- Prices for regular ticket-holders are too high for the current return on investment. Seat licensing is employed by most major Division 1 schools. It wasn't Dave Brandon's brainchild. He has, however, regularly raised prices for tickets, donation levels, and every item sold in the Big House even though people were getting less for their dollar each year. Michigan fans aren't stupid, unless you consider how long they've put up with it. Everyone has their breaking point and Brandon finally pushed the edge of that envelope this year.
- Corporatization, I agree, is a problem but it isn't just happening in Ann Arbor. It's all about money and less about tradition everywhere. I'm not opposed to some changes in how a Saturday afternoon looks. The demographics of the crowd change and so will some of the "traditions". Flyovers, fireworks, and Beyonce just feel like tricks without a winning team. Hey, look at the shiny stuff up above (not the steaming mess on the field.) I do like that the stadium is loud. I like the echos of screaming fans and pump-up music mixed in with the band. Michigan Stadium has always been too dead. Too polite. Loud is not a bad thing when the opponent is trying focus on a drive. The corporate money grab is, however, driving away the cheering "little people" in favor of donors and corporate sponsors with big cash. Donors don't make much noise. What will they soon realize? The serfdom contributes a lot in smaller amounts every football Saturday, both in money and as the 12th man on the field. Brandon is now experiencing the peasant revolt. Instead of storming the Bastille, they're evacuating it.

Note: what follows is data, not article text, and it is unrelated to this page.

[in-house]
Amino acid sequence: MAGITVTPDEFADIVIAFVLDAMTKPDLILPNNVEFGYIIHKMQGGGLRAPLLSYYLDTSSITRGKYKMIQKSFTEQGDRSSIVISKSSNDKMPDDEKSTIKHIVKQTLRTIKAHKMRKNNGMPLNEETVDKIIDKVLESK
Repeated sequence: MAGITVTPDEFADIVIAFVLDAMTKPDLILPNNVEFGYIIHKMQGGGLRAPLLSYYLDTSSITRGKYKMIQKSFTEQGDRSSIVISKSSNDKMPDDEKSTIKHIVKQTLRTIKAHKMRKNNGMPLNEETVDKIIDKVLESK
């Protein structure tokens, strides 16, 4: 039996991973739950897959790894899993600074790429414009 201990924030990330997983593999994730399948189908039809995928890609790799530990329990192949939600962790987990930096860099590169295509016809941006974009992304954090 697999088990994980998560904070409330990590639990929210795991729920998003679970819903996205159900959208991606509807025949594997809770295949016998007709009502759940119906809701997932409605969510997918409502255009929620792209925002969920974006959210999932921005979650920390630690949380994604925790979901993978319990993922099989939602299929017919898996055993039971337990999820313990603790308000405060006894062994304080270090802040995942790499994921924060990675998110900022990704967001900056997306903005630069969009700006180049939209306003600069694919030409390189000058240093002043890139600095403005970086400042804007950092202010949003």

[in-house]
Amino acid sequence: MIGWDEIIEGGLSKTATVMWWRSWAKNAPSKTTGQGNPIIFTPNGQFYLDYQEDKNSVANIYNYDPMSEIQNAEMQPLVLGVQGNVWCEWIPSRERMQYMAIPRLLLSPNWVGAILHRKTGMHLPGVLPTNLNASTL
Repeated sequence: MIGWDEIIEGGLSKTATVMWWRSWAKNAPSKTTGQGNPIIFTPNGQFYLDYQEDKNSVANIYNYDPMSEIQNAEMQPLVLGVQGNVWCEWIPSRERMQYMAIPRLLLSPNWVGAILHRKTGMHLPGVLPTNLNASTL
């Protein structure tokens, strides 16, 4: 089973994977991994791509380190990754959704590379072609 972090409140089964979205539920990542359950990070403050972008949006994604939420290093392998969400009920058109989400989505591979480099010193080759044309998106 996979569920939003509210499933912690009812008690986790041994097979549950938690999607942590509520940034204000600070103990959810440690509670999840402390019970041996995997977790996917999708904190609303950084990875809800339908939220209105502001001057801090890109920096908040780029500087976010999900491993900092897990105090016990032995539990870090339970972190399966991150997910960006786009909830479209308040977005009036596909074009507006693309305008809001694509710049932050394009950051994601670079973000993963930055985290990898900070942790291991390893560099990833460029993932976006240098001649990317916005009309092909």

- The weak home scheduling is the last straw for most. You can't raise prices across the board while delivering an anemic home slate, then LOSE to some theoretically anemic opponents and not expect the masses to get unruly. These are the tickets people can't unload for any price. Especially when potential buyers have no faith they'll even witness a resounding victory. Michigan has signed some future opponents of interest - UCLA, Oklahoma, Texas. Some of those games are more than 10 years in the future. That's far too distant to entice a fan now considering a pair of season tickets for next year that will likely total more than $100/seat/game plus the
The answer seems to be "Fire Brandon. Fire Hoke!". It's the correct answer, but it's a dicey one, too. It means another four years, at least, of painful rebuilding. What if fan patience doesn't survive that? Do we become the school that eats coaches and spits them out in four year cycles until the second coming of Bo? (Who is dead, by the way, and not coming back.) I don't know. I fear it'll be a long time before we're back to the way we remember being. There may be a generation of fans that won't remember how it was. The natives are restless and desperate and out for blood. Even the anointed Jim Harbaugh himself would become a persona non grata if he came here and wasn't embarrassing Dantonio and Meyer within four years. I have no doubt.
And to sum up what this alum truly feels right now? I'm really kind of scared for us.